Speaking as one of the chronically unemployed, (I've only scored a few temporary assignments in over a year) if this new place is paying enough for you to live on, you may want to take it, and just continue to send out resumes. That way you are at least employed till something better comes along.

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The job sounds worth it, but we can't really give you advice without more info. Do you have a close group of friends you will miss? A gf/partner? Do you just really like your town, or maybe you don't give a hoot.

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I probably would have hung on to your old job until you lined up a new one (or actually got fired), but I guess it's too late for "shouldas".

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Take the new job. You already made a (somewhat poor) decision to quit a job before getting a new one, so you may as well see where it leads. And, you can always continue your job search along the way.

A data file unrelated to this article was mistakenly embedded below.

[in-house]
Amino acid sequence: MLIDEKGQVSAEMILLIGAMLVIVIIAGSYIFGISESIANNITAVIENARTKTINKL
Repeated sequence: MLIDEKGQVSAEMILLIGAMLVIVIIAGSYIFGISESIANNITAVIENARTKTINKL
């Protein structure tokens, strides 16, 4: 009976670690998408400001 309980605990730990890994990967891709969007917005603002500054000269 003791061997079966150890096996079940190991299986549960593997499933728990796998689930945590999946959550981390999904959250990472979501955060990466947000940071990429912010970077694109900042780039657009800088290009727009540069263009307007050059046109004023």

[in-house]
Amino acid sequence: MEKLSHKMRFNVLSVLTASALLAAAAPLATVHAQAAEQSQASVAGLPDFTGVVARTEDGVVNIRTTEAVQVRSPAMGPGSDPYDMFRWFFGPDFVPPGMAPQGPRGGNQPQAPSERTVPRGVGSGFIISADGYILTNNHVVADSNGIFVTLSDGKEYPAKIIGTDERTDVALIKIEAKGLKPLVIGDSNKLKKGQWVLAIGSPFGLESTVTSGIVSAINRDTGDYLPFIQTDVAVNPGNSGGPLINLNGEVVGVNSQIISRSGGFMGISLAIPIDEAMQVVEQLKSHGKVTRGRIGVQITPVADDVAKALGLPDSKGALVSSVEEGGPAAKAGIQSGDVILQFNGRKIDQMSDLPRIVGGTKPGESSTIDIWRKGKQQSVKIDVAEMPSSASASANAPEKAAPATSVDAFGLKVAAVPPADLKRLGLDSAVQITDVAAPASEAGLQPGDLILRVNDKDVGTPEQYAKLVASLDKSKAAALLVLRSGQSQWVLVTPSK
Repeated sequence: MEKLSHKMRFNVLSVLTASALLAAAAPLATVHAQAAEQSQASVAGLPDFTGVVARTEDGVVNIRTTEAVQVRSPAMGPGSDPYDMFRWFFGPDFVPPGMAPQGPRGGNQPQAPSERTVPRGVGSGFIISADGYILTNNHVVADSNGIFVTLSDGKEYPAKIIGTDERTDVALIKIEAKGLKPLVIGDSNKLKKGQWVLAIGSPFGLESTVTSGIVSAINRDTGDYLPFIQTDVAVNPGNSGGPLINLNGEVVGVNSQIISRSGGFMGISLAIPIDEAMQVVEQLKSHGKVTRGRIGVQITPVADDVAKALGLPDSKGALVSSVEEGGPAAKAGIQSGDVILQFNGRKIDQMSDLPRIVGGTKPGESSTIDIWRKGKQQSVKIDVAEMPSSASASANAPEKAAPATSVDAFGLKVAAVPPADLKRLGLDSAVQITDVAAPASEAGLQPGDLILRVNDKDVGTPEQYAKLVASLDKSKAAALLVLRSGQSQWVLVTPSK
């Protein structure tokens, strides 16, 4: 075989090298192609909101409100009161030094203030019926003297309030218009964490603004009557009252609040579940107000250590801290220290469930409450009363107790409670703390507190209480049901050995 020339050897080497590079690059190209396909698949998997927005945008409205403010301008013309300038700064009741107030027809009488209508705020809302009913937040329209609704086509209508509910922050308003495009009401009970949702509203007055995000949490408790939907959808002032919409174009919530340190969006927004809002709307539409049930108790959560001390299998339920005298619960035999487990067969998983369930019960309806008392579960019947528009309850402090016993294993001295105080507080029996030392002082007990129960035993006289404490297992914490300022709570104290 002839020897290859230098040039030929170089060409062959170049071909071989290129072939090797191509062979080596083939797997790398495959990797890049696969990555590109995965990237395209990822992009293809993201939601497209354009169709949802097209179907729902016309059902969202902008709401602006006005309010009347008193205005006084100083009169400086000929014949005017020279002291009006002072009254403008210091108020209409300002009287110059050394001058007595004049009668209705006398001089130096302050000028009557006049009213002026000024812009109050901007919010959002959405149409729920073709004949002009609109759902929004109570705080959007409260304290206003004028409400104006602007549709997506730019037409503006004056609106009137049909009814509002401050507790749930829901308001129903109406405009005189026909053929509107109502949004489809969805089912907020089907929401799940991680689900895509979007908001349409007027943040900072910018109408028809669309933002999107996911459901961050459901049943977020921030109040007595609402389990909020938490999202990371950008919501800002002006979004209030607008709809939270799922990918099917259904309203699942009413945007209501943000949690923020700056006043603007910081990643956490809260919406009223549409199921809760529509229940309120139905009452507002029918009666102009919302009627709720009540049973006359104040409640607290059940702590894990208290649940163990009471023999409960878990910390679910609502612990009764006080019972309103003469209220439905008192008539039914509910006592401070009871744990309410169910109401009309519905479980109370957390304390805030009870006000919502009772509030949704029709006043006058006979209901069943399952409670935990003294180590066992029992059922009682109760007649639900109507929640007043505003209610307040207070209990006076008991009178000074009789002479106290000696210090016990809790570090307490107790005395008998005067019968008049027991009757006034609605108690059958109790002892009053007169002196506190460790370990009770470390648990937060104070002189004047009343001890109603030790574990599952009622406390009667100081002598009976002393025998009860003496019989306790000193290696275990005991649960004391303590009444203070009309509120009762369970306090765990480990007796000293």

I look at jobs as I look at cars. The one you have is fine, until a better deal comes along.

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I am with just about everybody else: take the offer. It sounds like you don't have any kind of severance, and they took back your 2 weeks of pto, so you will feel the pinch soon.

You have a decent offer, and there is much to be said for continuing to work. It's already been mentioned: you can continue to network and look for something better. In the mean time you have money coming in and no blank spot on your resume. It's better to be working than not: take the offer.

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My first career job I was faced with the option of having a job with less pay but a way better working environment or more pay and a job that would stress me out every day.

I went for the job with less pay and 5 years later I'm at the same job and still enjoying my work.

Unless you NEED a job with higher pay, I say try to find something that makes you happy.

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What do you love to do?